There are some priests and even bishops out there exhibiting their very best petulance about the new translation of the Roman Missal which will soon – and not too soon – replace the lame-duck translation now in use.
I think the majority of priests welcome the new translation.
With that by way of an introduction, on the blog Adam’s Ale Fr. Valencheck has something to say about the new translation (emphases mine, as well as comments):
SAME FENCE; NEW PAINT
“There’s something worth paying attention here to.” This is what my cousin, a fellow priest, leaned over to me and said during a diocesan meeting of all priests yesterday. I am inclined to agree.
All the priests of the Diocese of Cleveland were together in a great hall at the seminary for a seminar on the new translation of the Mass. My thoughts have been that I was looking forward to the translation but not the implantation of it. It will feel like, and in fact be, the most significant and difficult change to effect in the liturgical lives of Catholics since the sweeping reforms of the Second Vatican Council. Read: Teaching an elephant to walk a tightrope.
Then I heard the new translations proclaimed. I am not a person that rides heavily on my emotions. I am just not built that way. But when I heard some of the texts read I felt a stirring inside. They are absolutely beautiful. [Tell that to a certain bishop not far from you.] Knowing that it will still require great care in the introduction of this new translation and realizing full well there will be people who will resent it (probably exacerbated by my not presenting well to and for all parties) I have moved from having my first concern being the difficulties of introduction to anxiously awaiting the day we may pray these words.
The presenter spoke about why the English language translation is receiving such scrutiny. To begin with, English has become the new lingua Franca. It has become the new international language of common use. Should not then this most important of languages be treated with extra care? And not only that, there are many languages for which there are not scholars readily available schooled not only in their own language but in the depths and knowledge of Latin required to translate prayers going back to before 9th century. Therefore they use the English translation to translate into their tongue. The English translation then is extremely important and it is imperative that it be not only true (as far as translations go) but also beautiful. What is wrong with the English translation will affect the world.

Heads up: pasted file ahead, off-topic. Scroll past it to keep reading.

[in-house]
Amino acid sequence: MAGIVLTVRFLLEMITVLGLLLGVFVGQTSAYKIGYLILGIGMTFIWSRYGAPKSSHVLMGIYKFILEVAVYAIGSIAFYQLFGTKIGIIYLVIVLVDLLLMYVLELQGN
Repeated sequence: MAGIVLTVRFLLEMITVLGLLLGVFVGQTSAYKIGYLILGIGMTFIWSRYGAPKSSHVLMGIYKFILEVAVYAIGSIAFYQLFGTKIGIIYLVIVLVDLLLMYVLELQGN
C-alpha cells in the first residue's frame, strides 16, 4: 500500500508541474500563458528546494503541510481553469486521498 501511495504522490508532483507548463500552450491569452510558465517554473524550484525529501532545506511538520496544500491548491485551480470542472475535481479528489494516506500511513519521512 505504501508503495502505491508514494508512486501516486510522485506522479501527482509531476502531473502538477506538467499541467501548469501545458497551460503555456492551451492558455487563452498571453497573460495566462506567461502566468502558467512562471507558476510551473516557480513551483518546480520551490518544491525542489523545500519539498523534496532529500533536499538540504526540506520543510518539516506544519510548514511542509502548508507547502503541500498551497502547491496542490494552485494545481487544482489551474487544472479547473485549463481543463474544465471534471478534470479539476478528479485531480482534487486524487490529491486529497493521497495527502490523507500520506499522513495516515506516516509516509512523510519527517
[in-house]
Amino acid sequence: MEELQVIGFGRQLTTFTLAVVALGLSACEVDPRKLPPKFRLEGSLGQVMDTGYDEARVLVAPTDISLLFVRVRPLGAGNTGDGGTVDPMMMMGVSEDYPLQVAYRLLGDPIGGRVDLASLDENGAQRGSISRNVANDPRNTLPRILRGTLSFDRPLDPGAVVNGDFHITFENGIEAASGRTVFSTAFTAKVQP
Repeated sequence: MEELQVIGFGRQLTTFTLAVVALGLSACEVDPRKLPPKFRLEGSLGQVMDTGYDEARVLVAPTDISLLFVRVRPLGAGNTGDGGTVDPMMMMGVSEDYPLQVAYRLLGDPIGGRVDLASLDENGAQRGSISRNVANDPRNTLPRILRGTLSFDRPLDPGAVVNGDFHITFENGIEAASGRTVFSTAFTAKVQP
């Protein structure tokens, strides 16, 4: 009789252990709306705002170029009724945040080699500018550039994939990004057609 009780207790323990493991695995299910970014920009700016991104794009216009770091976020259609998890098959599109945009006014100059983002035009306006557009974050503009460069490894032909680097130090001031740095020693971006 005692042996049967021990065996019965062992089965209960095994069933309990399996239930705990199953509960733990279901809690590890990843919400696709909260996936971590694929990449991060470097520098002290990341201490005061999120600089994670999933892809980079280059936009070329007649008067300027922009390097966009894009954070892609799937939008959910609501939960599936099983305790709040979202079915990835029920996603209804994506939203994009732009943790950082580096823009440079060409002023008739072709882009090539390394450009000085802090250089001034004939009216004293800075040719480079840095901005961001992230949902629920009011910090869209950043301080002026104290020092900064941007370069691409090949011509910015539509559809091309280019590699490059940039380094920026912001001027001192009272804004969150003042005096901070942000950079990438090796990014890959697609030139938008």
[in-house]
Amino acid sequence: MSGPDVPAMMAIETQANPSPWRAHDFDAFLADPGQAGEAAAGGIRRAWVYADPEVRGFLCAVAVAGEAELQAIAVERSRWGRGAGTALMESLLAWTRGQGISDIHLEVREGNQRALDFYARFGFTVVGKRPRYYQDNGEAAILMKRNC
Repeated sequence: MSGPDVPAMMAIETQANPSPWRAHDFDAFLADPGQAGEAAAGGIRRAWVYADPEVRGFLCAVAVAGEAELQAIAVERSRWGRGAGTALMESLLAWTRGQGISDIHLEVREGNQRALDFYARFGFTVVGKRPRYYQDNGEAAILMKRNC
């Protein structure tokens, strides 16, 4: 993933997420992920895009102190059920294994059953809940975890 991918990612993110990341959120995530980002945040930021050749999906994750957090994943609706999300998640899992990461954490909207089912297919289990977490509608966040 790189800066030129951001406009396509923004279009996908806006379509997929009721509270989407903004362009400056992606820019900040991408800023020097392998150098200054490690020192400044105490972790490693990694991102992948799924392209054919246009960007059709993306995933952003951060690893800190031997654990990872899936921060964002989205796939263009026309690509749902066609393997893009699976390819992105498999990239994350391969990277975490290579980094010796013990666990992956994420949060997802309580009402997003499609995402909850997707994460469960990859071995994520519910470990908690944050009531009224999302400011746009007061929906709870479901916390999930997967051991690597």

But that does not mean that everyone is going to like it. Conversely there are those who offer numerous and constant complaints over my 12 years as a priest about the current translation. There are those who simply love the way it is (or are simply used to it) and there are those who will go gaga over the new translation. [That would be an exaggerated response.] In other words, when trying to please millions of people you are not going to win no matter what you do – damned if you do and damned if you don’t. [In that case, switch to Latin!] But no matter what side of the translation fence you happen to think the grass is greener on, the implementation of the new Missal is going to happen. Individuals then can choose to be joyful in it – or at least cooperative – or minimally: obedient, or they can fight and scream, cry, “Foul!”, storm out, and in general make the inevitable as miserable as possible.
That is not always a bad thing. It keeps people on their toes and makes sure that what is going on is darn legitimate. But this is the Mass. It is what we have. We can love it in its latest form or we can choose to be miserable.
I choose joy.
Kudos to Fr. Valencheck!